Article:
In 2010, QNB’s net profit rose 36% compared with net profit growth of 7.3% at Commercial Bank of Qatar, 1.5% at Qatar Islamic Bank and 8.3% at Doha Bank. QNB’s net profit growth looks set to outpace its rivals by far in 2011 too, as the bank posted 34.8% in the first quarter.
QNB’s loan growth in 2010 was 20%, its asset growth was 22% and growth in customer deposits was 28%. In the first quarter of 2011, growth in these three areas was of a similar or higher rate. The bank’s non-performing loan ratio remains low and its coverage ratio remains high.
Diversification outside Qatar continued. Over the 12 months, QNB completed the acquisition of a 69.6% stake in Bank Kesawan in Indonesia. It expanded operations and branch networks in Oman, Sudan and Syria; and it launched operations in Mauritania.
Although other banks in Qatar are more reliant on their retail franchises, over the year QNB established a dedicated vehicle-finance unit and launched Qatar’s first mobile phone-to-mobile phone payments system. In addition, the bank initiated a loan assurance programme with Qatar Development Bank for small and medium-sized enterprises in the state.
QNB acted as joint lead manager and financial adviser for new bonds issued by Qatar Telecom, Qatar Diar (the property-development arm of Qatar Investment Authority) and for the state of Qatar. The bank successfully issued its own debut Eurobond, a five-year deal for $1.5 billion – one of the largest investment-grade bonds ever issued by a Middle Eastern bank – achieving one of the lowest-ever coupons for a regional bank too. Lead managers were QNB Capital, BNP Paribas, JPMorgan, Standard Chartered and Barclays Capital.
Aside from the QNB bond, BarCap was sole co-ordinating bookrunner in a $3.5 billion bond for Qatari Diar. This was one of the largest financings ever in the Middle East and included one of the first government guarantees in a Middle Eastern corporate Eurobond. The bond attracted orders of $23 billion, with tranches of five and 10 years.
BarCap was joint arranger of Qatar Telecom’s $2.75 billion Eurobond, one of the biggest Gulf corporate bonds since the sub-prime crisis, achieving yields much lower than QTel’s debut issuance 16 months earlier. The 2010 deal has tranches for six and 10 years (at $1 billion each, both priced at a yield of 3.375%) and in addition – most notably – a tranche for 15 years ($750 million, priced at 5%). QTel awarded BarCap the documentation role.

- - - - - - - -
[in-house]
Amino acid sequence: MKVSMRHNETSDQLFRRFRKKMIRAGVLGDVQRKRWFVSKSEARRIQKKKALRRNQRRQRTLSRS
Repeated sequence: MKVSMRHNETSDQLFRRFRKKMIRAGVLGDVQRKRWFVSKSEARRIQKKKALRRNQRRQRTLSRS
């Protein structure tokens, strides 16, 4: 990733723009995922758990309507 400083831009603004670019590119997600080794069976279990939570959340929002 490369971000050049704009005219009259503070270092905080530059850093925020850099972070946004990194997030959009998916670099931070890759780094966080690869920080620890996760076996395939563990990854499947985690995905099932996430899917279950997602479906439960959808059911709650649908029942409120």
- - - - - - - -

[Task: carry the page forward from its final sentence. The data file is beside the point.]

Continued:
In M&A, Credit Suisse was sole financial adviser to Qatar Holding, the strategic and direct investment arm of Qatar Investment Authority, in the May 2010 buy-out of London luxury department store Harrods, for a reported price of £1.5 billion ($2.3 billion). Egyptian billionaire Mohammed Al Fayed had owned the store since 1985 and remains honorary chairman. The asset raises Qatar’s international profile, with Qatar becoming only the fifth owner of Harrods since the store’s creation in 1840.
Credit Suisse was also exclusive leader of the $536 million acquisition of a 9.1% stake in German construction firm Hochtief, via a 10% share capital increase, exclusively subscribed by Qatar Holding. As Hochtief resisted takeover attempts by Spanish rival ACS, the share dilution made it more expensive to build a controlling stake. News of Qatar’s acquisition immediately sent Hochtief’s shares 5% higher, to €63 ($90) per share, compared with €57.1 paid by Qatar. Hochtief will benefit from the development of Qatari infrastructure ahead of Qatar’s hosting of the 2022 football World Cup.
Finally, Credit Suisse was exclusive adviser and financing provider in Qatar Diar’s €646 million acquisition of a 5% stake, for a three-year period, in French water utility Veolia Environment. It gives Qatar Diar a seat on the board of directors and allows the two firms to work together more easily in Qatar Diar’s projects.
Best bank: National Commercial Bank
Best investment bank: HSBC Saudi Arabia
With a stagnant stock market and family groups still reeling from the Saad and Al Gosaibi defaults, it was another lacklustre year for many Saudi banks. In 2010 Samba’s lending, for example, declined almost 5%. Samba’s net income declined 2.7% in 2010, with another decline of 7.1% in the first quarter of 2011.
Slightly better, Al Rajhi Bank’s Islamic investments and financings were up 7% in 2010. But net income grew just 0.1% in 2010 and by only 1.1% in the first quarter of 2011. Al Rajhi’s provisions rose for the fourth year running.
National Commercial Bank (NCB) has reduced its relatively large international investment portfolio and saw loan growth of 12% in 2010 and of 9.7% in the first quarter of 2011. It achieved deposit growth of 13% in 2010 and 19% in the first quarter of 2011.
NCB has been particularly active in Saudi project finance, often being key in allowing projects to close. It provided just over 20% of the bank financing for the $8 billion Ma’aden aluminium project, and just over 10% of the bank financing of the $12 billion Jubail refinery.
It also provided more than a quarter of the bank financing for Saudi Electricity Company’s $2.11 billion Riyadh power plant. It further extended a SR4.5 billion ($1.2 billion) seven-year loan to Saudi Kayan, a petrochemical project owned by national petrochemicals firm Sabic, to help Kayan overcome cost increases during its construction stage.
NCB’s credit impairment charges fell 30% in 2010. And following a $667 million impairment charge on investments in 2008, NCB’s charges on investments were just $14 million in 2010. Partly as a result, and following a profit rise of almost 100% in 2009, the kingdom’s biggest bank saw its net profit grow 16.5% in 2010, and by a further 6.4% in the first quarter of 2011.
NCB Capital is a world leader in Islamic fund management and in 2010 the firm’s assets under management grew 23%.